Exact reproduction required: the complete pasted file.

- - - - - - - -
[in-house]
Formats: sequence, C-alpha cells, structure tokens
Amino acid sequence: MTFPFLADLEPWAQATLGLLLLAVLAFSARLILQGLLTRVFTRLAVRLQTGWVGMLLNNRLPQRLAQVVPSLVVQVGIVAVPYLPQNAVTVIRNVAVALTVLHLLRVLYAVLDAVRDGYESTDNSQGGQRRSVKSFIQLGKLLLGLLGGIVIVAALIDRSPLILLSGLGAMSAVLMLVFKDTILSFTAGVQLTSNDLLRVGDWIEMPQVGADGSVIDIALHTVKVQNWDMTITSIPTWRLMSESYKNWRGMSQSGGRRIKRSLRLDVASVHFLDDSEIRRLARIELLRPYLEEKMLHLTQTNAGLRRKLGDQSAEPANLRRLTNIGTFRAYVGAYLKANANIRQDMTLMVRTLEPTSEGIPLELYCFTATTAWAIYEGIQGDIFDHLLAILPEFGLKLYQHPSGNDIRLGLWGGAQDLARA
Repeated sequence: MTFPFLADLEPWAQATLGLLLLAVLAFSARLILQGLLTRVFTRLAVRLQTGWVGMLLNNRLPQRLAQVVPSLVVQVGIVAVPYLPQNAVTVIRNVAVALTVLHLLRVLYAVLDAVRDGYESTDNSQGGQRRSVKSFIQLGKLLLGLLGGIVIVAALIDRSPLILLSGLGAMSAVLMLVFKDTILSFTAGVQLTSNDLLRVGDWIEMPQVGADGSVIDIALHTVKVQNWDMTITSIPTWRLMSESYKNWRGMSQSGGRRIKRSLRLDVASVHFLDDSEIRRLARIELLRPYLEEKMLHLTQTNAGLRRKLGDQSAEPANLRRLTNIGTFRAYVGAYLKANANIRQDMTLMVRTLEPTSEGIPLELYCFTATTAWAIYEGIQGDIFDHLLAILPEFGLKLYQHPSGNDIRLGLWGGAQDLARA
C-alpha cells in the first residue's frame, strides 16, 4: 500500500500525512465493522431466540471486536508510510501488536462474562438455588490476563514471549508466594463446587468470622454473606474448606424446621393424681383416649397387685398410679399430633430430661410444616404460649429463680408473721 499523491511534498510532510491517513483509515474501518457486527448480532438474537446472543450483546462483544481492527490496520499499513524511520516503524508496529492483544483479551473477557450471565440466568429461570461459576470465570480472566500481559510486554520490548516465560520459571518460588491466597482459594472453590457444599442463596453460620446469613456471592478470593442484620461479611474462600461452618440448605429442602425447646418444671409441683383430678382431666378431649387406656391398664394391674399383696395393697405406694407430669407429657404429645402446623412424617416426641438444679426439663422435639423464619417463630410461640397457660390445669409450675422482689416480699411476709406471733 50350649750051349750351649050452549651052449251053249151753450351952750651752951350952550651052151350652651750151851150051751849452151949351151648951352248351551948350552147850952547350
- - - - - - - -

[in-house]
Formats: sequence, C-alpha cells, structure tokens
Amino acid sequence: MTFPFLADLEPWAQATLGLLLLAVLAFSARLILQGLLTRVFTRLAVRLQTGWVGMLLNNRLPQRLAQVVPSLVVQVGIVAVPYLPQNAVTVIRNVAVALTVLHLLRVLYAVLDAVRDGYESTDNSQGGQRRSVKSFIQLGKLLLGLLGGIVIVAALIDRSPLILLSGLGAMSAVLMLVFKDTILSFTAGVQLTSNDLLRVGDWIEMPQVGADGSVIDIALHTVKVQNWDMTITSIPTWRLMSESYKNWRGMSQSGGRRIKRSLRLDVASVHFLDDSEIRRLARIELLRPYLEEKMLHLTQTNAGLRRKLGDQSAEPANLRRLTNIGTFRAYVGAYLKANANIRQDMTLMVRTLEPTSEGIPLELYCFTATTAWAIYEGIQGDIFDHLLAILPEFGLKLYQHPSGNDIRLGLWGGAQDLARA
Repeated sequence: MTFPFLADLEPWAQATLGLLLLAVLAFSARLILQGLLTRVFTRLAVRLQTGWVGMLLNNRLPQRLAQVVPSLVVQVGIVAVPYLPQNAVTVIRNVAVALTVLHLLRVLYAVLDAVRDGYESTDNSQGGQRRSVKSFIQLGKLLLGLLGGIVIVAALIDRSPLILLSGLGAMSAVLMLVFKDTILSFTAGVQLTSNDLLRVGDWIEMPQVGADGSVIDIALHTVKVQNWDMTITSIPTWRLMSESYKNWRGMSQSGGRRIKRSLRLDVASVHFLDDSEIRRLARIELLRPYLEEKMLHLTQTNAGLRRKLGDQSAEPANLRRLTNIGTFRAYVGAYLKANANIRQDMTLMVRTLEPTSEGIPLELYCFTATTAWAIYEGIQGDIFDHLLAILPEFGLKLYQHPSGNDIRLGLWGGAQDLARA
C-alpha cells in the first residue's frame, strides 16, 4: 500500500500525512465493522431466540471486536508510510501488536462474562438455588490476563514471549508466594463446587468470622454473606474448606424446621393424681383416649397387685398410679399430633430430661410444616404460649429463680408473721 499523491511534498510532510491517513483509515474501518457486527448480532438474537446472543450483546462483544481492527490496520499499513524511520516503524508496529492483544483479551473477557450471565440466568429461570461459576470465570480472566500481559510486554520490548516465560520459571518460588491466597482459594472453590457444599442463596453460620446469613456471592478470593442484620461479611474462600461452618440448605429442602425447646418444671409441683383430678382431666378431649387406656391398664394391674399383696395393697405406694407430669407429657404429645402446623412424617416426641438444679426439663422435639423464619417463630410461640397457660390445669409450675422482689416480699411476709406471733 50350649750051349750351649050452549651052449251053249151753450351952750651752951350952550651052151350652651750151851150051751849452151949351151648951352248351551948350552147850952547350